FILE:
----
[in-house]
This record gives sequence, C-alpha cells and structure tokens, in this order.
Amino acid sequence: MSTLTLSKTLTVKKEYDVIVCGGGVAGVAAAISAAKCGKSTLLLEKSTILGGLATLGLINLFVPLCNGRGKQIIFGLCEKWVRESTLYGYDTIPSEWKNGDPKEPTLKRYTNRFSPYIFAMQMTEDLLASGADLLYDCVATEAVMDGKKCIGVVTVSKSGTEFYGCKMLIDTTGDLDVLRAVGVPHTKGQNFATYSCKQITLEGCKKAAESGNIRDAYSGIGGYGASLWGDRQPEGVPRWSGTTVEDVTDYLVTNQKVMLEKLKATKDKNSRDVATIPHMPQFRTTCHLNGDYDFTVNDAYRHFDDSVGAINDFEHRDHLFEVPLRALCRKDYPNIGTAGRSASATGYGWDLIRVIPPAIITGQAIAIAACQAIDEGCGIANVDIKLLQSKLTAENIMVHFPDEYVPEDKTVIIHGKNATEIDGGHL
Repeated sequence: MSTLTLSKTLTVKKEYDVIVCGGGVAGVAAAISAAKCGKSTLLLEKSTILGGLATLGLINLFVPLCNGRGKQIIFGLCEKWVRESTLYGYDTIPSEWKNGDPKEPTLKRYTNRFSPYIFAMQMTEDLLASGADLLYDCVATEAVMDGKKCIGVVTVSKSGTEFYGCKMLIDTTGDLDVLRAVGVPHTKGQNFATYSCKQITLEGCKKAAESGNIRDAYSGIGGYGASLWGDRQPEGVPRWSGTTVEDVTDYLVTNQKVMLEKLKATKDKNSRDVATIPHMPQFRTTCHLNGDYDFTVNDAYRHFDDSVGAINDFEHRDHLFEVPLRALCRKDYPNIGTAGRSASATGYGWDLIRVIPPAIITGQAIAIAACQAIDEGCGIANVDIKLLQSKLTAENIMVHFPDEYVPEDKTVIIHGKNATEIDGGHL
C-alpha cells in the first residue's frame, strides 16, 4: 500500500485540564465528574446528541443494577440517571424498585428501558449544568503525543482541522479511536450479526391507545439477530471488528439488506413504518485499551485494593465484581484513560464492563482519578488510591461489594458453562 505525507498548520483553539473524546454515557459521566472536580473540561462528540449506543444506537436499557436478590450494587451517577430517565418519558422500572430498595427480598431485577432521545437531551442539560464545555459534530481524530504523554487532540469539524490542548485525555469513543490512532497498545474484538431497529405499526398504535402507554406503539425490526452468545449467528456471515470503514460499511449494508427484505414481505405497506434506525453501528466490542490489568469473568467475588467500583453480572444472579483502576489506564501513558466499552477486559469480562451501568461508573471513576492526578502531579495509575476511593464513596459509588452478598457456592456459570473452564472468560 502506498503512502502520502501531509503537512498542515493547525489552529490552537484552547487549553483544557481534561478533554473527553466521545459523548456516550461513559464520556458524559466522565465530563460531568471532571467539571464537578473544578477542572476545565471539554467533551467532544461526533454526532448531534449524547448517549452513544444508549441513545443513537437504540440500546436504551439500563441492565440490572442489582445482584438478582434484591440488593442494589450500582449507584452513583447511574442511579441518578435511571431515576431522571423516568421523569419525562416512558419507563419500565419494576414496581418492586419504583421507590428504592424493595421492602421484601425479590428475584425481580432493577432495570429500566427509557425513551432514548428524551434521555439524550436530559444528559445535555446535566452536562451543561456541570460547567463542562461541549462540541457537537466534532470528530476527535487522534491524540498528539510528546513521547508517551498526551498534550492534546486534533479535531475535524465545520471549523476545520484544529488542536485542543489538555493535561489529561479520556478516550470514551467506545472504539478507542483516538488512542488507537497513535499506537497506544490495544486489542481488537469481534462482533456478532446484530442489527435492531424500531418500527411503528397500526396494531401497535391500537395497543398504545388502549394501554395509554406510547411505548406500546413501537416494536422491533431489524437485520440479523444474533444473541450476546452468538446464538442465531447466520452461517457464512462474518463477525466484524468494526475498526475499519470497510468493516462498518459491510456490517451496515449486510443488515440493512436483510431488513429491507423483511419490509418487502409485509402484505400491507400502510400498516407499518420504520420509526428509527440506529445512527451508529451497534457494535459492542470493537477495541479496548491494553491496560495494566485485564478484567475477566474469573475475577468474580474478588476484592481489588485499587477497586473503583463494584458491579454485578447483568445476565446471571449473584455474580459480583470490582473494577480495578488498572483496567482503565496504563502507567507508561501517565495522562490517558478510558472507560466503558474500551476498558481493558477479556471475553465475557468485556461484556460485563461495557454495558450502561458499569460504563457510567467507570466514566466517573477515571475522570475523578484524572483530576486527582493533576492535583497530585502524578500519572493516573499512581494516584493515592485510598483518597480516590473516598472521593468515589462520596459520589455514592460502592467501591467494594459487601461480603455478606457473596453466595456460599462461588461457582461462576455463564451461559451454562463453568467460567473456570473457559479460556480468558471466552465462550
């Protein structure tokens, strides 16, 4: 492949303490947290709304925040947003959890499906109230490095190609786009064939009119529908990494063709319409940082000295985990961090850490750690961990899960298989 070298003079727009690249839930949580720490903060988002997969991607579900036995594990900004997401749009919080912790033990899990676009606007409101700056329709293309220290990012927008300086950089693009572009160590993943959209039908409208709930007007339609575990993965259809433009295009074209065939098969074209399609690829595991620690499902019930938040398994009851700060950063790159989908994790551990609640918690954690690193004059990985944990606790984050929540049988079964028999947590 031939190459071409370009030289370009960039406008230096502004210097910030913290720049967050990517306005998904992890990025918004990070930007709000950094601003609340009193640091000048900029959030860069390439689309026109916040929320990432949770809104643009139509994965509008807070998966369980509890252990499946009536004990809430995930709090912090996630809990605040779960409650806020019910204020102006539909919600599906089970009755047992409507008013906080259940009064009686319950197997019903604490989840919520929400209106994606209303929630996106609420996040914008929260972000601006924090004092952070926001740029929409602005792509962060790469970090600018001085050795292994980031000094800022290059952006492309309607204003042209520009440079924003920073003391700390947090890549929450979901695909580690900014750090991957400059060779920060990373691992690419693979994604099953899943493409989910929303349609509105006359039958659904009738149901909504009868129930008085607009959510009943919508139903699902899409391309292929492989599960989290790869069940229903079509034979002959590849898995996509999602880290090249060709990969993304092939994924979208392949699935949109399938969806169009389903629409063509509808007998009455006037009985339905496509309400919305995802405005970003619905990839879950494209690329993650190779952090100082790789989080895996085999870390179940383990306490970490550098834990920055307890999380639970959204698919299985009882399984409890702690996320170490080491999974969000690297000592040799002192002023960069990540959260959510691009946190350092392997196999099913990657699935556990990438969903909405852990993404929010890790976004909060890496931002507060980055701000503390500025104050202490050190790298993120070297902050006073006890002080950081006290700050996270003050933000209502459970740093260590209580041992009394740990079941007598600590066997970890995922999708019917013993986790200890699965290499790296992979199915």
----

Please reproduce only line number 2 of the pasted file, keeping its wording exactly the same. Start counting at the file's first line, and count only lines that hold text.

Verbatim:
This record gives sequence, C-alpha cells and structure tokens, in this order.